Cutting 1/4" steel rod with band saw

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Forum topic by Deadend posted 02-22-2018 06:59 PM 921 views 0 times favorited 13 replies Add to Favorites Watch
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17 posts in 667 days

02-22-2018 06:59 PM

Topic tags/keywords: question

Would it be safe to cut 1/4” steel rod to size with a 14 TPI blade on a band saw?

-- I might not do good work, but I'm slow.

13 replies so far

View TJones's profile


8 posts in 1336 days

#1 posted 02-22-2018 07:07 PM

Steel rod? I wouldn’t think so. Wood bandsaws and their blades are for wood and non ferrous metals only.


-- Tony, Sullivan IL

View Loren's profile


10477 posts in 4101 days

#2 posted 02-22-2018 07:08 PM

On a woodworking band saw the blade speed
is too fast for cutting steel and the blade
will wear out very quickly. Wood/metal saws
are available that have a range of speeds.

Once years ago I cut about 12” of 16 ga. sheet
steel on my band saw and that ruined the

View LesB's profile


2154 posts in 3896 days

#3 posted 02-22-2018 07:14 PM

There are blades for cutting metal and they are rated for the thickness they will safely cut. I think 1/4” steel is going to be a stretch.
Why don’t you use a cut off wheel on an inexpensive angle grinder. I have seen them for as little as $30 and the cut off wheel for about $3. Also if you don’t have a grinder you will find a lot of other uses such as sharpening your lawn mower blade, garden tools, and the list goes on.

The second thing I am concerned about is getting those steel particles into the band saws internal parts like the rubber wheel bands and bearings.

-- Les B, Oregon

View bandit571's profile


23430 posts in 3137 days

#4 posted 02-22-2018 07:19 PM

Sawzall? Maybe a good hacksaw with a new blade?

-- A Planer? I'M the planer, this is what I use

View MrUnix's profile (online now)


7449 posts in 2652 days

#5 posted 02-22-2018 07:25 PM

This came out of an old Delta bandsaw manual and might help:


-- Brad in FL - In Dog I trust... everything else is questionable

View jerryminer's profile


960 posts in 1895 days

#6 posted 02-22-2018 10:22 PM

Jigsaw with a metal-cutting blade, or cut-off wheel in an angle grinder. A V-groove block with a stop can give you consistent lengths.

-- Jerry, making sawdust professionally since 1976

View runswithscissors's profile


3057 posts in 2478 days

#7 posted 02-22-2018 10:28 PM

+1 for the angle grinder with abrasive wheel. I use the 1/16” thick wheels all the time. They cut quickly and cleanly. You can get a 4 1/2” grinder at HF for as cheap as $15 on sale/with a coupon.

As for bandsaws, years ago I converted a Grizzly 14” bandsaw to cut metal, by using step pulleys and a jack shaft. This reduced blade speed to around 350-400 feet per min., still a bit fast, but works okay. I have my local saw shop make me up bimetal blades, 1/4” wide, with variable pitch, which allows cutting a wide range of thicknesses. The narrow blade lets me cut curves. I can easily cut 18 gauge up to well over 1/4”. The advantage of a bandsaw for this is that the long blade has plenty of time to cool as it makes its way around the wheels. I do cut aluminum with it, though it tends to clog the teeth. WD40 sprayed on helps. Works great on brass or bronze, and even stainless steel (stainless is notoriously hard to cut with a jig saw because the heat builds up almost instantly, destroying the blade). One of these blades lasts me a very long time. I have never had a problem with metal “sawdust” damaging any parts of the bandsaw.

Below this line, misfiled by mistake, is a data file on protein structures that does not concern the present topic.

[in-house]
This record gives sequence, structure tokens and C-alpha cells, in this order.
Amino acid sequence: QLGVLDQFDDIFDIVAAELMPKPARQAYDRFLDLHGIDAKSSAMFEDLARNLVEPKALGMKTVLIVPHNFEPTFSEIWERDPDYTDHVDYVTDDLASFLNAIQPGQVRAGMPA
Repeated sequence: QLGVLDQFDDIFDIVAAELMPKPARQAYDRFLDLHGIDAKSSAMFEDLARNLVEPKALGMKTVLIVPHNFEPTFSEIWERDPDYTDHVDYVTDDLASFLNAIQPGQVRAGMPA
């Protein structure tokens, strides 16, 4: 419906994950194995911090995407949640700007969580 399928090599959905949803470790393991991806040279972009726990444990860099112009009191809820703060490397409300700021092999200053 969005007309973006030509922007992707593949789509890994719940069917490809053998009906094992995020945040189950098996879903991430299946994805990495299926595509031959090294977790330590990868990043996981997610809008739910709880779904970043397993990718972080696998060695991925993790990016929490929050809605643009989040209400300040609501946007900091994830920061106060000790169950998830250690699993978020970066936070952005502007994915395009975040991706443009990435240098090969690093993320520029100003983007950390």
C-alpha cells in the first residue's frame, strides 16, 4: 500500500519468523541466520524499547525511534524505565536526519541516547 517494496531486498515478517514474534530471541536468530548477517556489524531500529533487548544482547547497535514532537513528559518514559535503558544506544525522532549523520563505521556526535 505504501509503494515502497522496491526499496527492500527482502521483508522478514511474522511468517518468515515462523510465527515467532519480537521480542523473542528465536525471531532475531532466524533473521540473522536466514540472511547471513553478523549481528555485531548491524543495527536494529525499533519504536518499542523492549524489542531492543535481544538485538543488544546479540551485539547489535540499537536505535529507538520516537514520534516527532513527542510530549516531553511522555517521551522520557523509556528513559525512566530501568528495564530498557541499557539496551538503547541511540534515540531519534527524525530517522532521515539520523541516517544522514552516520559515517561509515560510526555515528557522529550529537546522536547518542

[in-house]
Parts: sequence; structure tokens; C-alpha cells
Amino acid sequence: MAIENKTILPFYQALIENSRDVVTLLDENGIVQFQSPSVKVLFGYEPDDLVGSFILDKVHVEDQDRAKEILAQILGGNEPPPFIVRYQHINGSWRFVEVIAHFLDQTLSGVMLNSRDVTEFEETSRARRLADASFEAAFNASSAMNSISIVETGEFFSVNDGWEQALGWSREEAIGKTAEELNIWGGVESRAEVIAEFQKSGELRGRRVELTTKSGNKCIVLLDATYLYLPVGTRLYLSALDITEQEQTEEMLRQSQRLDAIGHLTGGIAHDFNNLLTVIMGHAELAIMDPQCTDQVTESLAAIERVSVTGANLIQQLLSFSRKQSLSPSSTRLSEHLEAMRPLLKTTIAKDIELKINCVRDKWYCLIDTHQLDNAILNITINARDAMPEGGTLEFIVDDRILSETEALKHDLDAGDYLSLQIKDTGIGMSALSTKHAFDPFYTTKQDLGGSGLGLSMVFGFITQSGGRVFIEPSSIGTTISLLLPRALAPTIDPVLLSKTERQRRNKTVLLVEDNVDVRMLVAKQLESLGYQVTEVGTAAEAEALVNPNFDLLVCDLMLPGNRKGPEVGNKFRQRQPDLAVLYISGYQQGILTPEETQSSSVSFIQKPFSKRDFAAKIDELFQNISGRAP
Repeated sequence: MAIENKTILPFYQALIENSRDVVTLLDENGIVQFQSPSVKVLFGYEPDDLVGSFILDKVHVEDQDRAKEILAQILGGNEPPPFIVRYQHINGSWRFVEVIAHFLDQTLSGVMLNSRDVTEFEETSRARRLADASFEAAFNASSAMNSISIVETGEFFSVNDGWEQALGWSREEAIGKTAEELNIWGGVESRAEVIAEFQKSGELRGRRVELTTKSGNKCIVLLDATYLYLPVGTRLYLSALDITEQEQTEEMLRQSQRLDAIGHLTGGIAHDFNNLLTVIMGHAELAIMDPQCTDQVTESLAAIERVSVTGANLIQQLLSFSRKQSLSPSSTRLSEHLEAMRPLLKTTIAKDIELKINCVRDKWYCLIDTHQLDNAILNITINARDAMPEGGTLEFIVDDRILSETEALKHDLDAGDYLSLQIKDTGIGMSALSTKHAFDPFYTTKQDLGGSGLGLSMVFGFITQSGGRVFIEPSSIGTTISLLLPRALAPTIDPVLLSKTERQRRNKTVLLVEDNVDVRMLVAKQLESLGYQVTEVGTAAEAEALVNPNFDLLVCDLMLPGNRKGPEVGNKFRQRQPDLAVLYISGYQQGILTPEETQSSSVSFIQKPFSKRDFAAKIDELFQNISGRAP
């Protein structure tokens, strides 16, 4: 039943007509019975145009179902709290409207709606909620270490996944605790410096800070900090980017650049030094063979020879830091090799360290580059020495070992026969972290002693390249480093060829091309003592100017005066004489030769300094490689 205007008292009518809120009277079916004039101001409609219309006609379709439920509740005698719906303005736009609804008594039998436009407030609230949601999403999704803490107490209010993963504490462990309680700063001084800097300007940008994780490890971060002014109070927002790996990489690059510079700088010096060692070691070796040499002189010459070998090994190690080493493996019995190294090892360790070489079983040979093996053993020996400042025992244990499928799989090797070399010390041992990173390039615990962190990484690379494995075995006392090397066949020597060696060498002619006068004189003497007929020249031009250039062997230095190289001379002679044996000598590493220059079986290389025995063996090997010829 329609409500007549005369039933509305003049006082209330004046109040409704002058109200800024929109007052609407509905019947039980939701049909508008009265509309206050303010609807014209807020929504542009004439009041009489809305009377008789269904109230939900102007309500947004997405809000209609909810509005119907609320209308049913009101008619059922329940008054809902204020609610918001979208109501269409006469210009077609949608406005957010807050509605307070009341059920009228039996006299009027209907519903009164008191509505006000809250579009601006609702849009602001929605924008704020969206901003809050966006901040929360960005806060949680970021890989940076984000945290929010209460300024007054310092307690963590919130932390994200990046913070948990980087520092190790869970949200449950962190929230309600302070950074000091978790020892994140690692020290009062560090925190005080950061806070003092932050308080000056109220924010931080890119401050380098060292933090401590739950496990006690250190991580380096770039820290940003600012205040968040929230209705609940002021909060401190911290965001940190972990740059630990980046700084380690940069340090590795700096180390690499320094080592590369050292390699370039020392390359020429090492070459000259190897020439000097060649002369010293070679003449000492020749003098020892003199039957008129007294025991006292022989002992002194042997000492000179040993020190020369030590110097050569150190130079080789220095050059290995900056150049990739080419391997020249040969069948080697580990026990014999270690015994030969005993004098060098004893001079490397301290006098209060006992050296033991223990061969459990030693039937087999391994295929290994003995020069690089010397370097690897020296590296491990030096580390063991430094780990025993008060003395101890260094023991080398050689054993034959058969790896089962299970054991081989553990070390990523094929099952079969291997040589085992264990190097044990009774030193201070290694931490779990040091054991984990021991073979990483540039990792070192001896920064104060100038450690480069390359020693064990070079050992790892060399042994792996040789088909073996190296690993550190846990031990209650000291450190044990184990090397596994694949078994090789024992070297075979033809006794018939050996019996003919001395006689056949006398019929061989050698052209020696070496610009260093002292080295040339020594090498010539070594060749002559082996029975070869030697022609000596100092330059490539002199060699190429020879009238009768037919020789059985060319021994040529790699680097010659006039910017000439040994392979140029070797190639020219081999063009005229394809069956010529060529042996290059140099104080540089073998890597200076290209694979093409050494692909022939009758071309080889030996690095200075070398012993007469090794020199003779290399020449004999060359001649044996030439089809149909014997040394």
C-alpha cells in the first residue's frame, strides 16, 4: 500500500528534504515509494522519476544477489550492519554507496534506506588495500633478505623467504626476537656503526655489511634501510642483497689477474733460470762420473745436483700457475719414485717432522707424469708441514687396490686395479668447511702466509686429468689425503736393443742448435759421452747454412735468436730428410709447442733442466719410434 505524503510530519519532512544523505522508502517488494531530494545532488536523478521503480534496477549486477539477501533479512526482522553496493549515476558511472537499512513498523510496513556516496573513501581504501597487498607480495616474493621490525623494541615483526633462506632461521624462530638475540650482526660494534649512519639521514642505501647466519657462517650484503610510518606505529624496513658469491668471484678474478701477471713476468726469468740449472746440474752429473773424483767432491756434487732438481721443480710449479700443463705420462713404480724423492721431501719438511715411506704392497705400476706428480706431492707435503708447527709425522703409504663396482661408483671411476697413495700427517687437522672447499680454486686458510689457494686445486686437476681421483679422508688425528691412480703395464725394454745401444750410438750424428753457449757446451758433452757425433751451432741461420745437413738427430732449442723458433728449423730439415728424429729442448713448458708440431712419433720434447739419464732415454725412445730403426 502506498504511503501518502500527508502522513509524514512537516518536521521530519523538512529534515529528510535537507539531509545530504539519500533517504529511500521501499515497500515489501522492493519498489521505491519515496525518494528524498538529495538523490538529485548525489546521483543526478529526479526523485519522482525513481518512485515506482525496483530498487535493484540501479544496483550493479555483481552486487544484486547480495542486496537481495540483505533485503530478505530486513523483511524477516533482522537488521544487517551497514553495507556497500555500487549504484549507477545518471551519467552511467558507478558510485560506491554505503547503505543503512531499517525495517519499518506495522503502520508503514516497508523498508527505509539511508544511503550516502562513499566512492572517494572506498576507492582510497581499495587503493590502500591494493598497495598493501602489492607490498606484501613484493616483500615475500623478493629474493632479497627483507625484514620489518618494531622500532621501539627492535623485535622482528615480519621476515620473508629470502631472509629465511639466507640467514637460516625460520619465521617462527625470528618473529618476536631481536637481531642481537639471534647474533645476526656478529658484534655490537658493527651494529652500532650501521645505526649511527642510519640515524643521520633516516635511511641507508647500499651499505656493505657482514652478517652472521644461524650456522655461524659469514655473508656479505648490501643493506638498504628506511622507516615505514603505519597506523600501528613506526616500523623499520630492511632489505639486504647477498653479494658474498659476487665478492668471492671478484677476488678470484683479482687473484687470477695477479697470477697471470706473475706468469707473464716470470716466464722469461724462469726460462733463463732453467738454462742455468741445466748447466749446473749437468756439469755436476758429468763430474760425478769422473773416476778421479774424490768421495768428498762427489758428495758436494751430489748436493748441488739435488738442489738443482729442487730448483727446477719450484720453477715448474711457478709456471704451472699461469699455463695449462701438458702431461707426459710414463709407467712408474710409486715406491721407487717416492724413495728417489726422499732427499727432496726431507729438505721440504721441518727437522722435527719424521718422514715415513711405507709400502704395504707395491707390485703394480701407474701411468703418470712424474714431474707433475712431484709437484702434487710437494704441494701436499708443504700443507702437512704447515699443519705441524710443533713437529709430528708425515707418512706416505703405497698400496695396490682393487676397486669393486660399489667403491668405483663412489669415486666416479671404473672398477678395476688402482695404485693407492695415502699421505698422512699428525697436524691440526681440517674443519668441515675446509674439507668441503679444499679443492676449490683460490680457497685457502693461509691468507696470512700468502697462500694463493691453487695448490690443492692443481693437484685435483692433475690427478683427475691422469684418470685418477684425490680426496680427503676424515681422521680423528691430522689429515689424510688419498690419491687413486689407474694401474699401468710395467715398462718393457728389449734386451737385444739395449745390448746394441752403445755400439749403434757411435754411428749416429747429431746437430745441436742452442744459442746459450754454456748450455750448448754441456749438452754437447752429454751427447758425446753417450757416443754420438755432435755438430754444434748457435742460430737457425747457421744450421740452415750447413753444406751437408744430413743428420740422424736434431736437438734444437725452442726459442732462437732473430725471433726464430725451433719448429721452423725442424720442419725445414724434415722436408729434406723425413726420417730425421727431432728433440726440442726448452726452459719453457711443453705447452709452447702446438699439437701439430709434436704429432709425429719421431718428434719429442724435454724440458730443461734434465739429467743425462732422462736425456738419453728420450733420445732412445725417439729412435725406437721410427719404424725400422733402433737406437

-- I admit to being an adrenaline junky; fortunately, I'm very easily frightened

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John Smith

1924 posts in 616 days

#8 posted 02-22-2018 10:32 PM

how many do you have to cut ?
seems like a good time to invest in an angle grinder with some cut-off wheels.
check your local pawn shops before purchasing a new one.


-- I am a painter. That's what I do. I paint things --

View Andybb's profile


1952 posts in 1057 days

#9 posted 02-22-2018 10:35 PM

Aluminum yes, steel no. If you have a bandsaw I figure you must have at least one of the aforementioned tool alternatives. 1/4” isn’t that thick so It could be done on a bandsaw but the blade would be useless afterwards so if you have a spare blade, give it a try if that’s your only option.

-- Andy - Seattle USA

View Kazooman's profile


1335 posts in 2406 days

#10 posted 02-22-2018 10:42 PM

This came out of an old Delta bandsaw manual and might help:


- MrUnix

Geeeez…. I love this list! Delta managed to cover all the things that anyone could possibly want to cut on their band saw. “asbestos sheets!!!”. “Bakelite”, “brake lining”, “fiber”, “mica”, “pipe – (material not specified)” as well as several other gems. Who knew you would ever want to cut your brake linings on your band saw. Not certain about the fiber either. Is it whole grain or gluten-free. I guess the fine details are left to the end user.

Thanks for sharing an insight into the past. I recall several similar examples of handy information provided with Craftsman and other tools.

View Ocelot's profile


2318 posts in 3091 days

#11 posted 02-22-2018 11:43 PM

If you have a compressor, for $8 at HF you can buy a 3” cutoff air tool that will cut bolts, rods etc. easily.
If you don’t have many to do, it’s what I would use.


View Deadend's profile


17 posts in 667 days

#12 posted 02-23-2018 01:31 AM

Thanks for all the help folks.
I didn’t think it was a good idea. I’ve done the hacksaw and jig saw before just clean up the burrs with a belt sander.

-- I might not do good work, but I'm slow.

View ksSlim's profile


1301 posts in 3343 days

#13 posted 02-23-2018 01:41 AM

HF has a sale on a 3” angle grinder electric for $20.00

-- Sawdust and shavings are therapeutic

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